Coast is really new, I just open sourced it I think a week ago maybe? It’s really early days. There’s definitely a lot of work to do to show how coast is as good or better than mainstream web dev frameworks. A few things I’m working on to make it more appealing to clojure-curious devs:
Screencast on homepage showing how easy it is to get started with cursive and start evaluating things in the REPL.
More docs, so much documentation that it overwhelms people, but still has a quickstart
If anyone, anywhere has any questions, go out of my way to answer them
I am a green developer. I have played around in many programming languages over the years, accomplished whatever I needed accomplished – But Clojure is the first language that hooked me and kept me coming back…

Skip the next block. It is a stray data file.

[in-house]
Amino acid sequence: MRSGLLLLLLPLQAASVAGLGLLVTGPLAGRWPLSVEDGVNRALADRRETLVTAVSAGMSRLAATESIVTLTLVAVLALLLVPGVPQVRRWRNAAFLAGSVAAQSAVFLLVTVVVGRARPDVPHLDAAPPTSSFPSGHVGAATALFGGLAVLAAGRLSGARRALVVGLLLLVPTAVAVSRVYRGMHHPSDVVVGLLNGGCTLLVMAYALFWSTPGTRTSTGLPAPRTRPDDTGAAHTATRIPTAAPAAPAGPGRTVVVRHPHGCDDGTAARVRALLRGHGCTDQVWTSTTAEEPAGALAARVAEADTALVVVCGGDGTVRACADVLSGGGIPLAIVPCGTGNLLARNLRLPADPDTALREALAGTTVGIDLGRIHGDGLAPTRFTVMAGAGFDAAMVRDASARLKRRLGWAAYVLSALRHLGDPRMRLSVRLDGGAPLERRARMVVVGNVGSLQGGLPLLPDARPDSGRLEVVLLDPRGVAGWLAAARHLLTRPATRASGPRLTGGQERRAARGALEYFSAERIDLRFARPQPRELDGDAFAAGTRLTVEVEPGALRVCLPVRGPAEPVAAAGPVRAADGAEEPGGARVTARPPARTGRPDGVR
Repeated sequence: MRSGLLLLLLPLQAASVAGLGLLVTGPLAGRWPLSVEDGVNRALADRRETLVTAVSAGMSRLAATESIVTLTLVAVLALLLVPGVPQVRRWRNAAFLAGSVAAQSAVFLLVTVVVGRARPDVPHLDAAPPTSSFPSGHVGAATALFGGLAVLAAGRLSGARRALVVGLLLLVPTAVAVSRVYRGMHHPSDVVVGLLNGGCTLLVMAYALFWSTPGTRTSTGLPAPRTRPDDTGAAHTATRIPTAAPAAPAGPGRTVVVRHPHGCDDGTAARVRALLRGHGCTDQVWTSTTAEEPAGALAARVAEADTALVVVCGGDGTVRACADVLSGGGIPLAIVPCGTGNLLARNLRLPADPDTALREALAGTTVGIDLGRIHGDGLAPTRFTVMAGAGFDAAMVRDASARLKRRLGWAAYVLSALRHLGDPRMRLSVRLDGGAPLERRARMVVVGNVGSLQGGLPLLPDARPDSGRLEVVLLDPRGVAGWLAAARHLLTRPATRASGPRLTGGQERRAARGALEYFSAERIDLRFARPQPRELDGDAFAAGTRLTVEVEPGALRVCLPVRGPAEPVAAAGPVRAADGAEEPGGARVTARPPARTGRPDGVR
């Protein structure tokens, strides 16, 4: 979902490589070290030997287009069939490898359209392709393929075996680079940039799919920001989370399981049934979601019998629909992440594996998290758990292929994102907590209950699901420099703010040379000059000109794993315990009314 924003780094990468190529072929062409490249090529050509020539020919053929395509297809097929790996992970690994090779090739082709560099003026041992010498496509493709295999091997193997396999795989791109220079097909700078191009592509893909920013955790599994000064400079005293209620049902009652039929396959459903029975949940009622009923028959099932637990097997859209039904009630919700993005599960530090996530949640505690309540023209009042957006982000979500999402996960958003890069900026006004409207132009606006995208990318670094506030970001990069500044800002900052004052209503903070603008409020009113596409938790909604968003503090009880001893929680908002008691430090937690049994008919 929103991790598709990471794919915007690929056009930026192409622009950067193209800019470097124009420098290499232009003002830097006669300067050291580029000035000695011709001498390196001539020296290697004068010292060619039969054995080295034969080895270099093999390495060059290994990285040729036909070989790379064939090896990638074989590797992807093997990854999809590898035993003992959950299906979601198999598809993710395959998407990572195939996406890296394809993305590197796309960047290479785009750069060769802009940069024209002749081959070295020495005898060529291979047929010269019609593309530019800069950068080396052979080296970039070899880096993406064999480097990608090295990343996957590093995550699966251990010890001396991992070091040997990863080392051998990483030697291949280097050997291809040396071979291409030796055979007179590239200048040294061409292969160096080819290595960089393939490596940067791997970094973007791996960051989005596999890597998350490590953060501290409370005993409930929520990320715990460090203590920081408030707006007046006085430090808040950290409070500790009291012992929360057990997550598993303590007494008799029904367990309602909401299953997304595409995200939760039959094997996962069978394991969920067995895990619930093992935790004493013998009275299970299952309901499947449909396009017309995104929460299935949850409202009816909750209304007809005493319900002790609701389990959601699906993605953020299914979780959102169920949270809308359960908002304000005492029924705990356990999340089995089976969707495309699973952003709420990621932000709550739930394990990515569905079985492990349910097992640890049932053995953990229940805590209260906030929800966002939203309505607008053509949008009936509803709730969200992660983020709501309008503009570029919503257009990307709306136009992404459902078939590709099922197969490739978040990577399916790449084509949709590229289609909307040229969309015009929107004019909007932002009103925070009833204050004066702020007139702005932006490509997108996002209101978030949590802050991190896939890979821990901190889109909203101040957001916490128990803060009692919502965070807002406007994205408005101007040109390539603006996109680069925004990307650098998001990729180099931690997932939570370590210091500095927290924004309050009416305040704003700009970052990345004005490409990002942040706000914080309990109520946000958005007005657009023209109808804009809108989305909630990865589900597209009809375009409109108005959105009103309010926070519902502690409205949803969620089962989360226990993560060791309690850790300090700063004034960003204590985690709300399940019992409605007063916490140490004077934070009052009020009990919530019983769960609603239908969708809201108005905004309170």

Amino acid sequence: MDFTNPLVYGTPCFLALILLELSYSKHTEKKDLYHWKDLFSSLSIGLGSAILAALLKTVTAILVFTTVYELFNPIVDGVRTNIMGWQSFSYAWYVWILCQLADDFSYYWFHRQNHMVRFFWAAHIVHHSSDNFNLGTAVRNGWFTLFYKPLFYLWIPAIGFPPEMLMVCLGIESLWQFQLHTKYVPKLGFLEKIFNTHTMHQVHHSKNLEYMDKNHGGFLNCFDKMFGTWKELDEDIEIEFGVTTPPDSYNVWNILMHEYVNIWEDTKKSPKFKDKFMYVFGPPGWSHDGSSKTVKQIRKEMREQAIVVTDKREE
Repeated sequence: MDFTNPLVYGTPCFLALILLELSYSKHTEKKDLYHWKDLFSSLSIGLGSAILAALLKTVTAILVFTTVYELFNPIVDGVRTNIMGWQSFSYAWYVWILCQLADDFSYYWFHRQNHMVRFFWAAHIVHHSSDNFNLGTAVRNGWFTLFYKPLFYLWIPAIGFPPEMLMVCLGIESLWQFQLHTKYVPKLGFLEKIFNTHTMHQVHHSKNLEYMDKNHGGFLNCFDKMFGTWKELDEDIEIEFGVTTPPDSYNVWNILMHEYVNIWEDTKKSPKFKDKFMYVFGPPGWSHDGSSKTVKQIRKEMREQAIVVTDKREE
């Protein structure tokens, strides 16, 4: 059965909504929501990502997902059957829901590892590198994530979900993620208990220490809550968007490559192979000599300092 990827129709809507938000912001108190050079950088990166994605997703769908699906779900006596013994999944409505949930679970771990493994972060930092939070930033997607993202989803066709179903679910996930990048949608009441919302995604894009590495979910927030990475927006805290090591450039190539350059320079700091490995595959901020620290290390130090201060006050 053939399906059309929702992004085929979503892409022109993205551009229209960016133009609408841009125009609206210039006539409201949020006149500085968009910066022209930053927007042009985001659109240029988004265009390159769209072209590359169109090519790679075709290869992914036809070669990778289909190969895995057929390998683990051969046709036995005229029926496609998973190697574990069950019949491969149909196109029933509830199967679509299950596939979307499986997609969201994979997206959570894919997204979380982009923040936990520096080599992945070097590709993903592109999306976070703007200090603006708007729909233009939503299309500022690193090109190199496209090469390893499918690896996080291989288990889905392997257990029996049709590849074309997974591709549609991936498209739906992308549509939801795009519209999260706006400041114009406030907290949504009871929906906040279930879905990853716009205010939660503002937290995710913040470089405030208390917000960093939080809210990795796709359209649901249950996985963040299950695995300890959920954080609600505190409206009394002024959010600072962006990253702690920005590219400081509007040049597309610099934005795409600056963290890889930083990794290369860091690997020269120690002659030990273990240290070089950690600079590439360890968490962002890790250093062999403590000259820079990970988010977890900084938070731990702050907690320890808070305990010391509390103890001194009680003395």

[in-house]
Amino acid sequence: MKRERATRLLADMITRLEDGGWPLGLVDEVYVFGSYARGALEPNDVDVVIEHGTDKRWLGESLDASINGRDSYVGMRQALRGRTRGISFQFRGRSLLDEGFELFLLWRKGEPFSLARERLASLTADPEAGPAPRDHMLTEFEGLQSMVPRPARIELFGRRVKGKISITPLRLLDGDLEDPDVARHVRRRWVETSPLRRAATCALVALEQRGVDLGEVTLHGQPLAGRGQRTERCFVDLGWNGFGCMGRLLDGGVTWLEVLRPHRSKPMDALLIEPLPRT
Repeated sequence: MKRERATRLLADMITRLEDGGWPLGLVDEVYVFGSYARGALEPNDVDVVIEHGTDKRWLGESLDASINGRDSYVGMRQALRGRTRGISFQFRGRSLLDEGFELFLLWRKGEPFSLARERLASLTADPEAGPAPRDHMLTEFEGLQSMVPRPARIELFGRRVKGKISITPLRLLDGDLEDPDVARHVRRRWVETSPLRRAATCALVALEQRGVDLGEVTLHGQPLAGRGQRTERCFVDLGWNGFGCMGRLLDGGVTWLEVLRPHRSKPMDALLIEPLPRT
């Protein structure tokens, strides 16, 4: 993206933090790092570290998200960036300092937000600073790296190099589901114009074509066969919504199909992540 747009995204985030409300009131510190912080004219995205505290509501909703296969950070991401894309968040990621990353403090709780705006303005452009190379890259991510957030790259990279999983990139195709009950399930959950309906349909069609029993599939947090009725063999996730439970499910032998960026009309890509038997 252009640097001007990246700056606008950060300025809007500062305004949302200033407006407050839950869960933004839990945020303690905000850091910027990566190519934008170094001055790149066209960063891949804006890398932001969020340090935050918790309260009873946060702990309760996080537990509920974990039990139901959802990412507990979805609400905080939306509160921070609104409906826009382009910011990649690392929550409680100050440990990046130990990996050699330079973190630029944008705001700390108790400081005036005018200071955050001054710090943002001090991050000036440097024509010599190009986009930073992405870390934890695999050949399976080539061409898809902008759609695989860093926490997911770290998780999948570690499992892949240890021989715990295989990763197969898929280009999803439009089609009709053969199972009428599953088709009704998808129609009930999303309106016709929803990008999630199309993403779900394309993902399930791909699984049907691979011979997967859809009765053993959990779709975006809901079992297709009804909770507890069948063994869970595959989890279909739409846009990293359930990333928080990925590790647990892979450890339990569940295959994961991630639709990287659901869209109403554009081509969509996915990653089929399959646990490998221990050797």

I suspect that folks like me are a pretty good target audience for growth – Developers with lots of experience are often set in their ways, and will nearly always default to the tools that are accessible to them. But those of us who are green are going to learn to love whatever we first learn to be productive in, Clojure is definitely a productive language… So a good beginner experience is very important.
Getting some cohesive resources regarding what choices need to be made and how they fit into the context of the entirety of the programming experience would help a ton. Writing Specs may allow for some much improved error messages.
I do think that Clojure instills a lot better discipline in the way thing are done - out of that more reliable and maintainable software will emerge. It’s worth it.
I find that Clojure appeals to both junior and senior developers. Once you’ve worked enough with imperative/OO languages you start seeing the problems, and you recognize the benefits that Clojure brings to the table.